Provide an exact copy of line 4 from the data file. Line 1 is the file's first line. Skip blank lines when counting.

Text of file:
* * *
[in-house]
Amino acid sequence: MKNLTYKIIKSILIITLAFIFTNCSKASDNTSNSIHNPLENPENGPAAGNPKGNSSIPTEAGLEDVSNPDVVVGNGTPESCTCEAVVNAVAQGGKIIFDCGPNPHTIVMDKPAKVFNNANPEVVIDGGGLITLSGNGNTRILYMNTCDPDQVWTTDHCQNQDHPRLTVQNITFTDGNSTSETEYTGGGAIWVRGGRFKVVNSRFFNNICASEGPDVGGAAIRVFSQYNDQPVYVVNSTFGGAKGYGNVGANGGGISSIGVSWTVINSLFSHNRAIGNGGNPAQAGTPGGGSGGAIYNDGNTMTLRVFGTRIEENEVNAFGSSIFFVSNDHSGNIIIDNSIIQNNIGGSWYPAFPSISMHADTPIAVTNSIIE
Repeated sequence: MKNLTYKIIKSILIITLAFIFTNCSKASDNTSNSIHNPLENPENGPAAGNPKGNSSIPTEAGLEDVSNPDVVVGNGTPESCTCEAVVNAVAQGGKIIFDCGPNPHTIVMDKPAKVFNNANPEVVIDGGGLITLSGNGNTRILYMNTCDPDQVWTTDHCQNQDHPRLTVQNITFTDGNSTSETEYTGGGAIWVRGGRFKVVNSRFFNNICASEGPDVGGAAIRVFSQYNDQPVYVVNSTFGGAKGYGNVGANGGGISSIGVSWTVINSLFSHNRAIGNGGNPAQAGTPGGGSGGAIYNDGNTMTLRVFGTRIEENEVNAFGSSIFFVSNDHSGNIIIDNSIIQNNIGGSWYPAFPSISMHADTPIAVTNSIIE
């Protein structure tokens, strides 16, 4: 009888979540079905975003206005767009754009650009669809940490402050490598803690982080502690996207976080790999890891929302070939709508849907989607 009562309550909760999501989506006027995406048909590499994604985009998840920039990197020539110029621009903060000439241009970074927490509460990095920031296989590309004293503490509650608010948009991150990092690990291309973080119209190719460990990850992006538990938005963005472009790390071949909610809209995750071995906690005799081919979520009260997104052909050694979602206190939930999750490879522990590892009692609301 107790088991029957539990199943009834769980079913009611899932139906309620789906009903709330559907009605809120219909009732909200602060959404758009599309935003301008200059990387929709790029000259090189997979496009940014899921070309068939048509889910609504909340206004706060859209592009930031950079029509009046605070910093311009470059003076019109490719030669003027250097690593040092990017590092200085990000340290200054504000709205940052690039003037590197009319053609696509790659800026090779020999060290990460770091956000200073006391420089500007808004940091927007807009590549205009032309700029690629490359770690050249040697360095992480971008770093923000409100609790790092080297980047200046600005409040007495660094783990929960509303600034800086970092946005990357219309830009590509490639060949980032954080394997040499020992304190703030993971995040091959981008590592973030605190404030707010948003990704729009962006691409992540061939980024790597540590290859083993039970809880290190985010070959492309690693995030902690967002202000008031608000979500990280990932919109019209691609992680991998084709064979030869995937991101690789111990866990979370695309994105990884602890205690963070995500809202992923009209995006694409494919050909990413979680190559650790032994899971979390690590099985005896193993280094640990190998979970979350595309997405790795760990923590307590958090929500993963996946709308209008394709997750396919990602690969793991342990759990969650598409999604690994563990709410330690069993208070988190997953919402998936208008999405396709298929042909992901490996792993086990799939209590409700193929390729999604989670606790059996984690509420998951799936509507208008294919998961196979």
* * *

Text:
């Protein structure tokens, strides 16, 4: 009888979540079905975003206005767009754009650009669809940490402050490598803690982080502690996207976080790999890891929302070939709508849907989607 009562309550909760999501989506006027995406048909590499994604985009998840920039990197020539110029621009903060000439241009970074927490509460990095920031296989590309004293503490509650608010948009991150990092690990291309973080119209190719460990990850992006538990938005963005472009790390071949909610809209995750071995906690005799081919979520009260997104052909050694979602206190939930999750490879522990590892009692609301 107790088991029957539990199943009834769980079913009611899932139906309620789906009903709330559907009605809120219909009732909200602060959404758009599309935003301008200059990387929709790029000259090189997979496009940014899921070309068939048509889910609504909340206004706060859209592009930031950079029509009046605070910093311009470059003076019109490719030669003027250097690593040092990017590092200085990000340290200054504000709205940052690039003037590197009319053609696509790659800026090779020999060290990460770091956000200073006391420089500007808004940091927007807009590549205009032309700029690629490359770690050249040697360095992480971008770093923000409100609790790092080297980047200046600005409040007495660094783990929960509303600034800086970092946005990357219309830009590509490639060949980032954080394997040499020992304190703030993971995040091959981008590592973030605190404030707010948003990704729009962006691409992540061939980024790597540590290859083993039970809880290190985010070959492309690693995030902690967002202000008031608000979500990280990932919109019209691609992680991998084709064979030869995937991101690789111990866990979370695309994105990884602890205690963070995500809202992923009209995006694409494919050909990413979680190559650790032994899971979390690590099985005896193993280094640990190998979970979350595309997405790795760990923590307590958090929500993963996946709308209008394709997750396919990602690969793991342990759990969650598409999604690994563990709410330690069993208070988190997953919402998936208008999405396709298929042909992901490996792993086990799939209590409700193929390729999604989670606790059996984690509420998951799936509507208008294919998961196979």